This Remote Island Has the Highest Density of Debris in the World

Located in the South Pacific, Henderson Island’s representation of one of the best examples of a coral atoll earned it a designation as as an UN World Heritage site.  The remote and uninhabited elevated island is the largest of the four islands in the Pitcairn Island group.  The closest habited island 125 miles (200 kilometers) away, its isolated location and undisturbed by human habitation status makes this island an invaluable setting for studying island biogeography.

Henderson Island. Source: NASA image acquired on April 3, 2009, by Advanced Spaceborne Emission and Reflection Radiometer (ASTER) aboard the Terra satellite.

Henderson Island. Source: NASA image acquired on April 3, 2009, by Advanced Spaceborne Emission and Reflection Radiometer (ASTER) aboard the Terra satellite.

While the remoteness of the island has protected it from most aspects of human disturbance and pollution, Henderson Island has been plagued by an enormous amount of plastic debris that has washed up on to its beaches. The location of the island near an ocean gyre, the island has been rapidly accumulating plastic debris floating over on currents from the Americas.  A study published in 2017 found that Henderson Island is home to the highest density of debris in the world. The study found that surfaces of the island’s beaches contain 671.6 items of debris per square meter.  The study also calculated that 37.7 million debris items weighing a total of 17.6 tons are on the island with an accumulation of further debris at a rate of 26.8 new items per day.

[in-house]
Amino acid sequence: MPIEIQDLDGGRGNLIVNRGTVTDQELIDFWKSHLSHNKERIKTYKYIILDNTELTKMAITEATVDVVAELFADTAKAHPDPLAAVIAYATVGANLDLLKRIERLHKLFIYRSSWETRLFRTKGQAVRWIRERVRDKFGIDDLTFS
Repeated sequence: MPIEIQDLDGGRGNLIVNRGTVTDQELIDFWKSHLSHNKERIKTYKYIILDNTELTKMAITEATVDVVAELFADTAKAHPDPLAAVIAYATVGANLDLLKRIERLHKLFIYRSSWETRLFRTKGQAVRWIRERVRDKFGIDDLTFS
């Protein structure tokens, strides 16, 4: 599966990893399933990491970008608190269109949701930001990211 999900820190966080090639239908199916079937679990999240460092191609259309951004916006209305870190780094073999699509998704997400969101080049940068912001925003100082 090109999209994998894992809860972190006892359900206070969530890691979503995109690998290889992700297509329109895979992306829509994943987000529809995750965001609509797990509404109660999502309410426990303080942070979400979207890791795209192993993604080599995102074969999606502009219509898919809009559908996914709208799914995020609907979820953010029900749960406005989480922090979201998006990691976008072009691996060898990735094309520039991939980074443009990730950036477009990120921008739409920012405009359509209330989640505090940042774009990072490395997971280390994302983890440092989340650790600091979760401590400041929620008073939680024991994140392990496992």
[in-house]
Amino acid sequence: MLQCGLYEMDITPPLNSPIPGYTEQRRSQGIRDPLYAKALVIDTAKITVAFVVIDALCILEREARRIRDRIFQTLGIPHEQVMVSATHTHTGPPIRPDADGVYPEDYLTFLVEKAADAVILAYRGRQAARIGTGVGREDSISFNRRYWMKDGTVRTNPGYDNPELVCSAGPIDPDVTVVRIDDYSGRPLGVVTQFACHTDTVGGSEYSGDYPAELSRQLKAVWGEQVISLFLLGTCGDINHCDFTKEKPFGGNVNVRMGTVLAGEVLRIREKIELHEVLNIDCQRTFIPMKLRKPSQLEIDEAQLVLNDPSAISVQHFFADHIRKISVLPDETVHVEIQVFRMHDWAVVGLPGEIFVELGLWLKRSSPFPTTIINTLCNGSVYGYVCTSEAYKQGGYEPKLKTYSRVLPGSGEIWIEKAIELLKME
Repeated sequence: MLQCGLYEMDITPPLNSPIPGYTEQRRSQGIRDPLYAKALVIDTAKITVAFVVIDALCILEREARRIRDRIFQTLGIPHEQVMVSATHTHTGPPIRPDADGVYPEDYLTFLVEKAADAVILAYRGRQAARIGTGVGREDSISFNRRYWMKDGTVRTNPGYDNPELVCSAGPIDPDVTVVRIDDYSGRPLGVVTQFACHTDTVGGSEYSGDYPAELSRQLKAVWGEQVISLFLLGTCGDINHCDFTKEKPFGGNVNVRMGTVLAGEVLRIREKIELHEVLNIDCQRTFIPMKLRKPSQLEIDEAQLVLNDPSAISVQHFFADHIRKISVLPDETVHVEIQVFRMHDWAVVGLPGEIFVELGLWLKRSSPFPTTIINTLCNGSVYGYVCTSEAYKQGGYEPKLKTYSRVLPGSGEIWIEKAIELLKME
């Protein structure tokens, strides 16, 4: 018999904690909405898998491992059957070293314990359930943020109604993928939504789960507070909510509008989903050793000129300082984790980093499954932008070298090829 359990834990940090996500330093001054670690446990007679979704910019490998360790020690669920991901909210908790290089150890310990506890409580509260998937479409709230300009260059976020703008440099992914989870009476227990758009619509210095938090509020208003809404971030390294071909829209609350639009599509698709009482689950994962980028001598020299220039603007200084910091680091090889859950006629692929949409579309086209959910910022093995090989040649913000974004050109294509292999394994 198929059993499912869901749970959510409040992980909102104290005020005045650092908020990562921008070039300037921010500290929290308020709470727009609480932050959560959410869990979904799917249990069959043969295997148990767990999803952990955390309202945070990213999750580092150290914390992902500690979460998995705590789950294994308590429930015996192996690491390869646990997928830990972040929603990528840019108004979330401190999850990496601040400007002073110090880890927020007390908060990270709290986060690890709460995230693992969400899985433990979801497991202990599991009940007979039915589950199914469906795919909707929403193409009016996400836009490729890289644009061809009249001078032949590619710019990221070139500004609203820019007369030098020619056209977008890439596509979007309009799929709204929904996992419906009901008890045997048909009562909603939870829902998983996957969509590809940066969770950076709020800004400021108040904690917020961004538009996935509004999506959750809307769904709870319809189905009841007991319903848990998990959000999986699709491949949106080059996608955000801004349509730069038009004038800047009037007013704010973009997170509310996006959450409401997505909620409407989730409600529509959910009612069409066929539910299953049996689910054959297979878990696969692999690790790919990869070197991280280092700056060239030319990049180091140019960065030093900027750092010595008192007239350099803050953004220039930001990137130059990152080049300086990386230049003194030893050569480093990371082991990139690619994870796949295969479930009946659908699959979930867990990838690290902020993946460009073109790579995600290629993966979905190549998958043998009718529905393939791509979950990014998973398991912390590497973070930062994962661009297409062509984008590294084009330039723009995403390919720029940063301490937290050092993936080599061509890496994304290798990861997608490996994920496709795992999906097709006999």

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The location of Henderson Island near an ocean gyre has results in the rapid accumulation of marine debris along its beaches. Source: Lavers & Bond, 2018.

The location of Henderson Island near a ocean gyres has results in the rapid accumulation of marine debris along its beaches. Source: Lavers & Bond, 2018.

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